Minneapolis Public Schools (MPS) has a long list of concerns that it will take to the State Legislature when the body convenes in March.
Because the state will not be considering budget requests during this bonding year, the district is asking for policy changes to save costs.
Specifically, the district is looking to unload costs associated with students who attend school outside the district that are a result of open enrollment.
Right now, Minneapolis students educated outside the district don't count among MPS's enrollment total, although all those students' costs are paid for by the district. The majority of students are in special education programs in suburban or charter schools.
The Legislature is involved because the change would require the state to modify its rules governing district attendance areas. MPS wants the law amended so that the district receiving the per-pupil state funding would pick up the cost of providing the service. This change would save the district about $10 million annually.
“It's a simplification that would create a re-allocation,” said MPS Lobbyist Jim Grathwol.
Similarly, under the Charter School Transportation Mandate, the district is required to transport charter school students, which is more expensive than busing a large number of kids to their local schools. On average, it costs MPS $1,500 to bus one charter school student a year compared to $550 for each public school student.
By providing transportation to what are typically smaller and more focused charter schools, the district is losing large numbers of students because there's little incentive to stay in the district, officials say.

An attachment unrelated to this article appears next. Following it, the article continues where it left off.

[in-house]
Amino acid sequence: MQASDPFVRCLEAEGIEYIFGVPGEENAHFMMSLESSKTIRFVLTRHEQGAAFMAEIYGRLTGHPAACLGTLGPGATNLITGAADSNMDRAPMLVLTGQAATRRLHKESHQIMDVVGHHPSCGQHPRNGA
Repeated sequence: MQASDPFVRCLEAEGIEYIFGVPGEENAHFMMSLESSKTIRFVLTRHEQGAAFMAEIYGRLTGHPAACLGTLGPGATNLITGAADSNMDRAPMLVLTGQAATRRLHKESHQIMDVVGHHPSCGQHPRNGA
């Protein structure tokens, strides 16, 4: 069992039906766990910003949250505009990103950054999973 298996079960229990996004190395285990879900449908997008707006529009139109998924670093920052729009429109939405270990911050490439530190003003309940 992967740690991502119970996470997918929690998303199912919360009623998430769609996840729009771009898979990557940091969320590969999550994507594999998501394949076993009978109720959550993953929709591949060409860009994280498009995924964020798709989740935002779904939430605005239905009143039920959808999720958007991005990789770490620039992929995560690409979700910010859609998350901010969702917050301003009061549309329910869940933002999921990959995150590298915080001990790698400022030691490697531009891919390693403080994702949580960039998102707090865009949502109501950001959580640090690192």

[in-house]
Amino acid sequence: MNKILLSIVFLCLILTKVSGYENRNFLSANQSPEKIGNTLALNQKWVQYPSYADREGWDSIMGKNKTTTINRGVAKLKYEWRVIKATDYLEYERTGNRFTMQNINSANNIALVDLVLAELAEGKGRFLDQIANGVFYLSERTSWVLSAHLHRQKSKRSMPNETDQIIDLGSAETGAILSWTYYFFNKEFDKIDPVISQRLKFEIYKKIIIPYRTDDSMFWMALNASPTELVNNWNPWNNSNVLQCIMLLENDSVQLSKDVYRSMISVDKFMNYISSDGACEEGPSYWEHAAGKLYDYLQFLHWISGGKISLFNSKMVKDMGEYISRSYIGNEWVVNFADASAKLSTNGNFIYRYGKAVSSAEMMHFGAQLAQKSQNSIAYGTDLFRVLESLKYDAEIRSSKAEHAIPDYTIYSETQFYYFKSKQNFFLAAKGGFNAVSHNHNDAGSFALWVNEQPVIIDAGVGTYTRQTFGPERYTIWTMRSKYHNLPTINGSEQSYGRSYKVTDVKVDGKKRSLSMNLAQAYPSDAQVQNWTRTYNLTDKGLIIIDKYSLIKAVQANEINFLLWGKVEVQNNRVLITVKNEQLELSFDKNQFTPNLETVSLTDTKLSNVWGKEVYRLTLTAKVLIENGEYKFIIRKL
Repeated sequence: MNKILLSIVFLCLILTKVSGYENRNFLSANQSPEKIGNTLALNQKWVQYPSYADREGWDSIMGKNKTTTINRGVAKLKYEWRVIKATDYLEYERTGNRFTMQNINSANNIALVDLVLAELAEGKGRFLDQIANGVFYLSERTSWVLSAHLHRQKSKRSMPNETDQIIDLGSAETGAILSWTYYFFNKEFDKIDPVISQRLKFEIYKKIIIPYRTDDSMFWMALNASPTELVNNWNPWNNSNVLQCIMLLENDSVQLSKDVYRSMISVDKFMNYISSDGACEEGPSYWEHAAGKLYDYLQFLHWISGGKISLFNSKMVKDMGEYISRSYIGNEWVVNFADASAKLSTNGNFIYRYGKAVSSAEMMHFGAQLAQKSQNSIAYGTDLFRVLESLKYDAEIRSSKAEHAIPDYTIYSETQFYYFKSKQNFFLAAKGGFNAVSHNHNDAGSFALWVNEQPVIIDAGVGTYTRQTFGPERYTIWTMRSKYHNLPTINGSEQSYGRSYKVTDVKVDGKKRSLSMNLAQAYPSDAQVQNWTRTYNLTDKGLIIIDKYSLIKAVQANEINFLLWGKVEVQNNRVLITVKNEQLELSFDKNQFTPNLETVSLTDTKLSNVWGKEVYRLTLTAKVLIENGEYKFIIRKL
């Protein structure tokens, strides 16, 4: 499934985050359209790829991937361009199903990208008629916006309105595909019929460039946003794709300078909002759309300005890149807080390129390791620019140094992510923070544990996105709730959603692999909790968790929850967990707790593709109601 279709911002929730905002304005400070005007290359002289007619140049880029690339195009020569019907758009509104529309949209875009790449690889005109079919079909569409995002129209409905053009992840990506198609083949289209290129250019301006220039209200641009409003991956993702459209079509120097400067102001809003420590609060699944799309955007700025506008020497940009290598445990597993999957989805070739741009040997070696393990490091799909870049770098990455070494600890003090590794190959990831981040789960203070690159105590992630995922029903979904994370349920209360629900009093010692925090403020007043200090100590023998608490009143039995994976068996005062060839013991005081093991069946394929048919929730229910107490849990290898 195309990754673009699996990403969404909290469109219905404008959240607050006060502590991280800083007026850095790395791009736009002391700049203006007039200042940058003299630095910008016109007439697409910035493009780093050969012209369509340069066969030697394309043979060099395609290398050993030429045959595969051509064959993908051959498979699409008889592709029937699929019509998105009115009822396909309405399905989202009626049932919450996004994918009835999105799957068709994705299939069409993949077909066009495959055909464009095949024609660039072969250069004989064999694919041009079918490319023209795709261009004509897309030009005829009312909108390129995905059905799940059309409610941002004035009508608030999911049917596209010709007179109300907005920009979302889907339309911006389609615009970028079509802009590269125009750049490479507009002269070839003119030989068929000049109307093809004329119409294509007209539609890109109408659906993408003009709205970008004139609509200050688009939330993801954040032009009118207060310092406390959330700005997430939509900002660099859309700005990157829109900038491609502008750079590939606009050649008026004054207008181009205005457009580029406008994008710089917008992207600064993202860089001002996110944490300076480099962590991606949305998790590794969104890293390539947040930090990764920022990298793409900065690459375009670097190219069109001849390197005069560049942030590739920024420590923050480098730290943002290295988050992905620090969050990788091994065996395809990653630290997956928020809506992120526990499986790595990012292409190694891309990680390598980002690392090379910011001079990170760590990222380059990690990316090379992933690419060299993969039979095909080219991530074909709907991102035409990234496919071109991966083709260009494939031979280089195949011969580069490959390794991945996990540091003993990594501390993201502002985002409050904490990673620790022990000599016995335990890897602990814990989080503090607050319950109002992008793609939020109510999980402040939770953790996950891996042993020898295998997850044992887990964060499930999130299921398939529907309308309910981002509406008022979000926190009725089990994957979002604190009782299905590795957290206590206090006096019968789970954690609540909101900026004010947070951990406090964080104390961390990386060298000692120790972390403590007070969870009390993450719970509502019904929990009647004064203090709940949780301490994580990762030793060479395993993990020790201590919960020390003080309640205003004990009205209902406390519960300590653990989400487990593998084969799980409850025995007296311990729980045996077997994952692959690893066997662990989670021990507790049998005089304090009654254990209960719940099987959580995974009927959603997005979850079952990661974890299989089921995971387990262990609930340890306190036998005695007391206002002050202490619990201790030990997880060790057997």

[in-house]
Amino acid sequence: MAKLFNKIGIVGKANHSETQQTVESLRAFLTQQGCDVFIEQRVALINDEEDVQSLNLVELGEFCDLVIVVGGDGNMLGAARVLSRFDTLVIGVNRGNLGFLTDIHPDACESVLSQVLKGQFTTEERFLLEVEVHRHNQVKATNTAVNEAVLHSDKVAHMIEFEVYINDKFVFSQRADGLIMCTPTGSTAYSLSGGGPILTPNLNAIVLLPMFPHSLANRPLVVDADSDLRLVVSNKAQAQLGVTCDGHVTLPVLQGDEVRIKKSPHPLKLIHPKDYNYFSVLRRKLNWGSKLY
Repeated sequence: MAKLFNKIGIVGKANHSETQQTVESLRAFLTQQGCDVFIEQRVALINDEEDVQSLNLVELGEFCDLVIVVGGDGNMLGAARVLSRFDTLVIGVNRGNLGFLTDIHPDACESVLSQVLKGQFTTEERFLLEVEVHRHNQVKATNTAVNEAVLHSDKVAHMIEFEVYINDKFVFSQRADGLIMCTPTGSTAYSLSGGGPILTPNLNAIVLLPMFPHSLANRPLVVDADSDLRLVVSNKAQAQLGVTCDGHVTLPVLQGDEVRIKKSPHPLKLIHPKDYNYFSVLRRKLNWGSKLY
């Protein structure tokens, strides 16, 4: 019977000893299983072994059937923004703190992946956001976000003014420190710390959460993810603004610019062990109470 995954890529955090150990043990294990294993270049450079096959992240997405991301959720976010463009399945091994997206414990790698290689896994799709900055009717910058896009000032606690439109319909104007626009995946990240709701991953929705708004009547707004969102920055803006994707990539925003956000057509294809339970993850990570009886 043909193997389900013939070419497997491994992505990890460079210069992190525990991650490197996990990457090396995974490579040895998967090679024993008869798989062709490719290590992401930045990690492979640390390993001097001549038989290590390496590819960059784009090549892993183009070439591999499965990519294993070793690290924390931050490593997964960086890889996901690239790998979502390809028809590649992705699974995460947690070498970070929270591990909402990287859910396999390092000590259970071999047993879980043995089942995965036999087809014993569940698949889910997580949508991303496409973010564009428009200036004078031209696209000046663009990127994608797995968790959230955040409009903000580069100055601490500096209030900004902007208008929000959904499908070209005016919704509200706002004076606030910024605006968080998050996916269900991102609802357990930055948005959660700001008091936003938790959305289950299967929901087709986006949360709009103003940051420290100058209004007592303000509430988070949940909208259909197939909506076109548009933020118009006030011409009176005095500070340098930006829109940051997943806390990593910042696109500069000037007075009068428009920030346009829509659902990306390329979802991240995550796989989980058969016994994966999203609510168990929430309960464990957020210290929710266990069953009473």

“We create an environment where we're delivering less to our customers at the expense of our customers,” said Grathwol. “We wind up giving greater services at far greater costs (to charter students) than we're able to deliver to our own customers.”
The district also hopes to revive its four-year-old kindergarten program, cut during the budget process last year, and receive a temporary stay on implementation of its mandated desegregation plan until the Minnesota Department of Education can evaluate its merits. The district also will continue to oppose the statewide health plan proposed by Education Minnesota, the teachers union in the state. A majority of districts outside of Minneapolis likewise are against the plan.
MPS also hopes to correct a technical snafu that limits enrollment age to 21 years. This has a particular impact on students for whom English is not their first language. Right now, some international students are ousted from the school system before they graduate. MPS wants to amend the law so that the age restriction is lifted or made more flexible.
The district expects to be a major force in discussions surrounding the teacher pension plan, as well. The state stopped contributing to the fund in the 1920s, and it now is millions in debt. Like Social Security, current contributions are paying for teachers already retired and some predict the system will collapse within seven to 10 years if public monies aren't secured.
“It is a huge unfunded liability,” said MPS School Boardmember Judy Farmer, who believes the issue will be resolved this year.